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Wild animals that do drugs and other strange things

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In September 1985, authorities discovered the body of Andrew Thornton, a drug dealer, in Tennessee. He had a bag full of cocaine, a damaged parachute and the key to a small plane, which crashed some 100 kilometers away.

Investigators spent months searching for the rest of his loot, which they suspected he had dropped along his air route. But in the North Georgia mountains, a black bear found him first, ingested the cocaine and overdosed.

The curious but true story, which inspired the new movie ‘Intoxicated Bear’, is the result of an unusual confluence of events, and wildlife professionals in the United States said they had never seen another case like it.

But experts have seen wild animals consume just about anything. And animals’ taste for human goods—licit and illegal—can cause problems for them and for us.

Bears, which have a keen sense of smell, they have learned that humans are a reliable source of food. Sometimes bears even break into houses. In the Berkshire Mountains in Massachusetts, a thieving bear was routinely looking for frozen treats.

“That bear was going into multiple homes and bypassing the available food, going straight to the freezer and eating snow,” said Andrew Madden, a supervisor with the Massachusetts Division of Fish and Wildlife.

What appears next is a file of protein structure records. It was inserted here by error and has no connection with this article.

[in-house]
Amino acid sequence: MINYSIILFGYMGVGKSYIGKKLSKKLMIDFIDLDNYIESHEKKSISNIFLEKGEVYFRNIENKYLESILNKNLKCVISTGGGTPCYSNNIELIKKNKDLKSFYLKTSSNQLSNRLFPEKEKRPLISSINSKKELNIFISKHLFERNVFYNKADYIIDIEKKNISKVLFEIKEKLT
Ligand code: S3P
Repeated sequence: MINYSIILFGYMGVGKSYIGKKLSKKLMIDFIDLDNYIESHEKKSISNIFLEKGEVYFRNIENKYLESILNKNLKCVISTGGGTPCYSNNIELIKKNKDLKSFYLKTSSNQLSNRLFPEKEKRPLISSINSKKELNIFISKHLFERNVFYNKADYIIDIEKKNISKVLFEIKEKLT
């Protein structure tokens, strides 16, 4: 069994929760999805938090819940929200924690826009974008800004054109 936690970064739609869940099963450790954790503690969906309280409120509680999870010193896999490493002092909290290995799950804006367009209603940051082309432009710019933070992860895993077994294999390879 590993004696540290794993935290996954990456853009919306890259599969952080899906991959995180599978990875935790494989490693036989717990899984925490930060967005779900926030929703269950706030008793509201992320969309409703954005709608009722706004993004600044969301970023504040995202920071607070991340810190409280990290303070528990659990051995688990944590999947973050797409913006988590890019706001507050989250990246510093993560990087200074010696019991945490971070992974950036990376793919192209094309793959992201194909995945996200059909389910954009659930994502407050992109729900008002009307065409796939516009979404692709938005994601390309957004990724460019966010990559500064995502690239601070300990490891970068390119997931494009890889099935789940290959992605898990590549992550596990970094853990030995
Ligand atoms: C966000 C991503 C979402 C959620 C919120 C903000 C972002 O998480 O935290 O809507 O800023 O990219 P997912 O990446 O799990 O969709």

Bears sometimes trip over other substances. In October 2020, a man in Cotopaxi, Colorado, reported that a bear had raided an outdoor freezer and made off with marijuana edibles, said Joseph Livingston, public information officer for Colorado Parks and Wildlife.

Another resident of that state reported that a bear had escaped with a cooler of beer, and bears have been observed chewing on beer cans, Livingston said.

Recreational drugs can make wild animals sick. In 2018, the Gibsons Wildlife Rehabilitation Center in Gibsons, British Columbia, took in a stunned raccoon. Laboratory tests suggested that the animal had ingested marijuana and benzodiazepines, depressants often prescribed for anxiety.

The center kept the animal calm, and after a few hours, it came to and was released.

Even regular human food can present hazards.

In September, wildlife officials found two dead black vultures in Dutchess County in New York. “The cause of death was theobromine/caffeine poisoning caused by material that looked and smelled like chocolate,” said Kevin Hynes, wildlife health program leader with the state Division of Fish and Wildlife.

Animals that eat garbage often eat other things. Colorado officials had to euthanize a bear they found in a dumpster; an autopsy revealed his stomach was “full of plastic and cigarette butts and really nasty stuff,” Livingston said.

And some animals, including bears, move from yards to homes, creating “a situation where it’s now a threat and needs to be removed,” said Dave Wattles, a biologist with the Massachusetts Division of Fish and Wildlife. Experts recommend that people dispose of trash properly and store pet food, trash, and other treats indoors safely. People should also refrain from feeding wildlife, they said, and, allegedly, from dropping cocaine from planes.

By: Emily Anthes

BBC-NEWS-SRC: http://www.nytsyn.com/subscribed/stories/6589545, IMPORTING DATE: 2023-02-27 23:10:07

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#Wild #animals #drugs #strange
( With inputs from : pledgetimes.com )

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